Hanwha Aerospace, the defense and space technology flagship of Hanwha Group, said it would sequentially receive comprehensive technology and know-how owned by the Korea Aerospace Research Institute (KARI), a state aeronautics and space agency that has been involved in the development of homemade rockets for 13 years.
Hanwha Aerospace should develop technologies that can reduce costs and secure reliability by improving the performance of Nuri, a three-stage indigenous rocket that put satellites into target orbit in June 2022.
On behalf of KARI, Hanwha Aerospace will be responsible for the design, manufacture, assembly, and test evaluation of projectiles, as well as the management of contracts and quality control for participating companies. The transfer of technologies will be gradual as KARI will analyze and tune the output of engines through a combustion test, verify parts using KARI's test facilities, and jointly manage the launch of assembled projectiles.
Hanwha Group has launched "Space Hub," the group's space business consultative body, to become a total solution provider in South Korea's space industry. Hanwha Aerospace aims to commercialize its "space transportation" business, which sends private satellites, spaceships, and various materials into space.
Nuri, also known as KSLV-II, can thrust up to 3.3 tons of payload into Earth's low orbit. It is 47.2 meters long and weighs about 200 tons. The first stage uses a cluster of four 75-ton liquid engines. A 75-ton liquid-propellant engine was designed for the second stage and a seven-ton liquid engine for the third stage. Nuri uses a gas generator engine, which has lower thrust power than multi-stage combustion engines.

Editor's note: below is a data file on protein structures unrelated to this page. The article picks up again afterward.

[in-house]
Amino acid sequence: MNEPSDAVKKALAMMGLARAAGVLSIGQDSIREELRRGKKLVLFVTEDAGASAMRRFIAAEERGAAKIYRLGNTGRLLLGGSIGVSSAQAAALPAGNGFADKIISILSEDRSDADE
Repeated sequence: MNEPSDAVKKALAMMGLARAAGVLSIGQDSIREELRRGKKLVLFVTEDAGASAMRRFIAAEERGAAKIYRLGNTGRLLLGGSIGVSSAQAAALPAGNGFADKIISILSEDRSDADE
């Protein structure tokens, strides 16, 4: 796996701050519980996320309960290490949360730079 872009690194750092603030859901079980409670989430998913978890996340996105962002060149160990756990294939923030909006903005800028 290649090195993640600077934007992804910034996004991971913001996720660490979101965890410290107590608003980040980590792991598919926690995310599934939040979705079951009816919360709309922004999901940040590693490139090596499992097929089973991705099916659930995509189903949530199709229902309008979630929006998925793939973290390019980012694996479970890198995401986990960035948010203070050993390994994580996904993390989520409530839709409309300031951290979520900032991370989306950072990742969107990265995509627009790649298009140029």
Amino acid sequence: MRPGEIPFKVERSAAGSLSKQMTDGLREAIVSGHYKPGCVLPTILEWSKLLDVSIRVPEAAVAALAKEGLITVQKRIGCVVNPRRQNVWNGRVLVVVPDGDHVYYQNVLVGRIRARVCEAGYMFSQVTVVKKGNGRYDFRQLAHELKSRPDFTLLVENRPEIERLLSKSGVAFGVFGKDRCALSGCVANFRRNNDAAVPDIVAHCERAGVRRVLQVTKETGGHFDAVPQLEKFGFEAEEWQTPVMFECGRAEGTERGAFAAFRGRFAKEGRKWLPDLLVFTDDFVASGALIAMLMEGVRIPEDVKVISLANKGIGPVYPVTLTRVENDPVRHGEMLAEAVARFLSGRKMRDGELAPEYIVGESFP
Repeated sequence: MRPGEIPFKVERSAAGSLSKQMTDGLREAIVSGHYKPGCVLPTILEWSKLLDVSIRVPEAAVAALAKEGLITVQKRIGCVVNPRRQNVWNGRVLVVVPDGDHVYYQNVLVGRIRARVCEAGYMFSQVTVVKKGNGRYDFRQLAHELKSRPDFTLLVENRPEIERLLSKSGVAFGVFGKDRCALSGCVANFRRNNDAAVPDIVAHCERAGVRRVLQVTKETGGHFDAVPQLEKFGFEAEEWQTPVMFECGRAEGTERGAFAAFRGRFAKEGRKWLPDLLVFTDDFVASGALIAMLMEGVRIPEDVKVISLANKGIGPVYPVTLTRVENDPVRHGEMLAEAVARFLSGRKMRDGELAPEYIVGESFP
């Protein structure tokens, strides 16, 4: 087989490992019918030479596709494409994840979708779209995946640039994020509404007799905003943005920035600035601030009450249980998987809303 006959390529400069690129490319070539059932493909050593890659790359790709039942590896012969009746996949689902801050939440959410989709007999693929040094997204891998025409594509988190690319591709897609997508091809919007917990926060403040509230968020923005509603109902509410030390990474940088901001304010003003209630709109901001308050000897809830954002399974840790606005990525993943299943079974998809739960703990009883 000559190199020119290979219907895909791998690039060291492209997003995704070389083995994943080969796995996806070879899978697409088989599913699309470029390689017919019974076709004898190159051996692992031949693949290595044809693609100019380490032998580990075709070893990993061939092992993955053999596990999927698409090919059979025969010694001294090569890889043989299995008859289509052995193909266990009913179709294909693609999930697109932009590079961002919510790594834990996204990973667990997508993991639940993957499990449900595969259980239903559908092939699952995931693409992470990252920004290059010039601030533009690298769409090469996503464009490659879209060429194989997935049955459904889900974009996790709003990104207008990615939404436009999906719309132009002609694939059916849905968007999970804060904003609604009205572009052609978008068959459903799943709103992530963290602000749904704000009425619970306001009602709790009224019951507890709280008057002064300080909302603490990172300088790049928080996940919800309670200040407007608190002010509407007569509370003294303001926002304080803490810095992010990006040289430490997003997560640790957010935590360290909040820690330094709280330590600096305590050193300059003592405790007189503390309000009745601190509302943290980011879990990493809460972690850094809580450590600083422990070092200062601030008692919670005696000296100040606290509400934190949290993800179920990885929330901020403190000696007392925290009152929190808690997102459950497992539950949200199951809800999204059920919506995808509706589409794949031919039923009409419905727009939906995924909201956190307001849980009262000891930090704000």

South Korean companies will be supported to build a supply chain using domestic parts as much as possible. Private companies and stage engineers will also work together for the development of KSLV-III, a next-generation launch vehicle capable of thrusting bigger payloads for lunar or Mars exploration. The next-generation launch vehicle will be designed to thrust up to 10 tons into low orbit and 3.7 tons into a geostationary transfer orbit.
The KSLV-III project would cost some 2.01 trillion won from 2023 to 2032. KSLV-III will use five 100-ton multi-stage combustion cycle liquid engines clustered for its first-stage projectile and two 10-ton liquid engines for the second stage. Re-ignition and thrust control technology will be applied to facilitate the development of reusable projectiles that can drastically reduce costs.
President Yoon Suk-yeol has called for the establishment of a state aerospace agency like NASA and the early development of a new launch vehicle. The science ministry said the next-generation projectile would be used three times to verify the performance of a moon orbit test satellite in 2030 and launch the lunar lander's preliminary model in 2031 and the final model in 2032.
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